So, let’s keep those comfy clothes for after-work-hours and dress as if you are going to work. You can even use a change of outfit as another ritual to separate work & private life.
4. Meet others
Working from home also means you do no longer meet your colleagues. Make sure to stay in contact on a regular basis via some kind of conference call. It is the closest you can get to what you were used to. I have read that some people even have their weekly after-work-drinks virtually, which is great when that is a ritual at work.
I have regular virtual meetings with my colleagues. Not the real thing, but better than not seeing anyone at all and much better than just mailing or sending messages. Contact with others is vital for our well-being, so use the techniques we have at our disposal these days and stay in touch, not just with your colleagues, but also with your family and friends (we are aiming at improving our work-life balance)!
5. Sit, stand & walk while working
Let’s also have a look at how you should work, since you risk sitting more than ever when working from home. I mean, you literally do not have to walk a metre or two to get to your work. Gone is also that walk to your colleague’s desk for a question or those few steps to the copy machine or the printer. You will probably also sit on the sofa or behind your computer when having your coffee instead of standing around a coffee machine with a colleague.
That’s why you should make sure you create situations in which you can stand or walk. A phone call is an excellent opportunity to do standing or walking (you sound more clear and confident that way as well, which is an additional bonus👍).
You can also easily create a standing desk. Take out your ironing board, put a book on it, your laptop and voilà, you can work standing as well.
Look for opportunities to stand up and walk during the day and grab those moments! Your body will love you for this.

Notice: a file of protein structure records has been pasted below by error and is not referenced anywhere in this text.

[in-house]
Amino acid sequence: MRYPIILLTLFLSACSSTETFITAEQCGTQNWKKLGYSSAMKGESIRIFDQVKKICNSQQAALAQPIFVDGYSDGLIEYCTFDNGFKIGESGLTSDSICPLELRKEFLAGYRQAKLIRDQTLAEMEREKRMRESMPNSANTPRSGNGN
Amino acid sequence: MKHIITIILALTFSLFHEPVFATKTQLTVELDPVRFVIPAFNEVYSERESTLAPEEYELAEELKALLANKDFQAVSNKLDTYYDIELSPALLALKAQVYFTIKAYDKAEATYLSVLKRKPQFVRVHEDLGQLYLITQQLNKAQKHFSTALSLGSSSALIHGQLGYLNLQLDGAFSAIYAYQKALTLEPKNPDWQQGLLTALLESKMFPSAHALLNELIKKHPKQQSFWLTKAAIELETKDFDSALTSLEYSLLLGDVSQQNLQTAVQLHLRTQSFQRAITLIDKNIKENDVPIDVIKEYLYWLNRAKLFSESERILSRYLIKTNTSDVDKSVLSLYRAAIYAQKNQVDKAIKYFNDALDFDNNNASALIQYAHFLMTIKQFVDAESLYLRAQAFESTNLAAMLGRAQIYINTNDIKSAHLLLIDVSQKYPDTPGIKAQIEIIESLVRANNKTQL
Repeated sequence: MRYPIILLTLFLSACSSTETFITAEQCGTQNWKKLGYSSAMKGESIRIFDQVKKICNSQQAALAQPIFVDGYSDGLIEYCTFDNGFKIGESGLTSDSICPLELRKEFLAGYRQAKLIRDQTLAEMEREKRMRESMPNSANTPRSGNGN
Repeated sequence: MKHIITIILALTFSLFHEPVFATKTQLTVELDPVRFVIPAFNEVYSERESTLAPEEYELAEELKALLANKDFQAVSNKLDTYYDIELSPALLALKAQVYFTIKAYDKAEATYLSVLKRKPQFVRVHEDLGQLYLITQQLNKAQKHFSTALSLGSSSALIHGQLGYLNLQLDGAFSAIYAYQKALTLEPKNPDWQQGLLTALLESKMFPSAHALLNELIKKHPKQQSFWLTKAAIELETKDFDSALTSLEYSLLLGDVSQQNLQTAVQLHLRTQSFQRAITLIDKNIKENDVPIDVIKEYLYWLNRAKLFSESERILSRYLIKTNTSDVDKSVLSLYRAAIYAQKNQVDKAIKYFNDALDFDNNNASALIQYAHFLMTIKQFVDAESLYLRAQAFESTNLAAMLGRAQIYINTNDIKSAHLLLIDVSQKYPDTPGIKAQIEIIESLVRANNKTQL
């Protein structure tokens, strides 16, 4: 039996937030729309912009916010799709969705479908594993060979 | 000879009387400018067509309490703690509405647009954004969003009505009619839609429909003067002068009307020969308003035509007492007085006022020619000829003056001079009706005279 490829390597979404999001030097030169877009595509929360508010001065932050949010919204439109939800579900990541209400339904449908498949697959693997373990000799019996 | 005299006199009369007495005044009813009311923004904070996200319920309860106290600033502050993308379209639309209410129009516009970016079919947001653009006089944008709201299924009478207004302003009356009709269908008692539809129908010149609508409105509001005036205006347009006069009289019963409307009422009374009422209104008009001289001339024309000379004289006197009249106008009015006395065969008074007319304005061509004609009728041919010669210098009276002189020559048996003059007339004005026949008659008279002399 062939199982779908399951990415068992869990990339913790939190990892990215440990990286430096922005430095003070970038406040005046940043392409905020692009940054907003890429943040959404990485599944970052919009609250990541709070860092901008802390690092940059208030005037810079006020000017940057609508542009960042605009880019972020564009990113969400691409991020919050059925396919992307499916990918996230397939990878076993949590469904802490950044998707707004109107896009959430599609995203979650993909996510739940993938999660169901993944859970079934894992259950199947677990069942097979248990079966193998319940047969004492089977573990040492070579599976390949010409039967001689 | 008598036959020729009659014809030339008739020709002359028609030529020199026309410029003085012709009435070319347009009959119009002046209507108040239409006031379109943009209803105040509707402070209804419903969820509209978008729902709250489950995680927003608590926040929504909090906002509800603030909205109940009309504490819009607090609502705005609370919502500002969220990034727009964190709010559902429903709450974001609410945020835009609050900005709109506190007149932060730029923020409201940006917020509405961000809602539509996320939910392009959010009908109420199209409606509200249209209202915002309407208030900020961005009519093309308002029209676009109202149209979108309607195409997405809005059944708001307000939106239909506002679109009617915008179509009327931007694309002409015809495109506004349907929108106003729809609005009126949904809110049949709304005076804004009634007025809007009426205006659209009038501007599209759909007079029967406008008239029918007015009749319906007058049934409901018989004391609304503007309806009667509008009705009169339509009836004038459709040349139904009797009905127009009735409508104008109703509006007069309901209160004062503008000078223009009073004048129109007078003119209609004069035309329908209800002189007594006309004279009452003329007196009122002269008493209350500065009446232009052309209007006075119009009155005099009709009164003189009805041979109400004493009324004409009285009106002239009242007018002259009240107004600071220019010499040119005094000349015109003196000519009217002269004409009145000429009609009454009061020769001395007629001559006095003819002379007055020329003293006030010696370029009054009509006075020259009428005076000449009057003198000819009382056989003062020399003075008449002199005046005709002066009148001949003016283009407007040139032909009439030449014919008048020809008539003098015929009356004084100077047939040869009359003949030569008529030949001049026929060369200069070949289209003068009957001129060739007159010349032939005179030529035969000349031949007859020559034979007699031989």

I deliberately do not put all the books I need on the dining table, which means that I have to stand up and walk several times during my working day in order to get what I need.
6. Take regular breaks
At work you will have regular mini breaks; a colleague who comes to your desk with a question, a walk to the coffee machine and so on. These mini breaks may get lost when working from home. Make sure to implement alternative mini breaks, such as standing up and stretching after half an hour of sitting behind your computer or simply rotating your shoulders at regular intervals. When you have stairs in your house, why not get up and down the stairs every hour? A 20-minute power nap is an easy and excellent way to boost your energy level if you feel you need such a boost.
I for one leave my phone in my bedroom, so I have an excuse for both a little walk and a little break😉.
7. Change your diet
Even though you make sure you walk and stand while working, chances are big that you move less when working from home. If that is the case, make sure to take in less calories than you are used to. Top up your veggie consumption (few calories and healthy) and make sure to eat some more protein. Your muscles will love you for that plus they work wonders for your digestion.
I deliberately do both and it feels super healthy. On top of that I start my day with a 30 minute workout and end my working day with a walk, which makes me feel very energetic and fit.
So far my tips. Feel free to add your tips for a better work-life balance when working from home. I am always open to learn something new and so are my readers. Thanks a lot for reading & sharing and…
stay home, stay healthy and stay happy!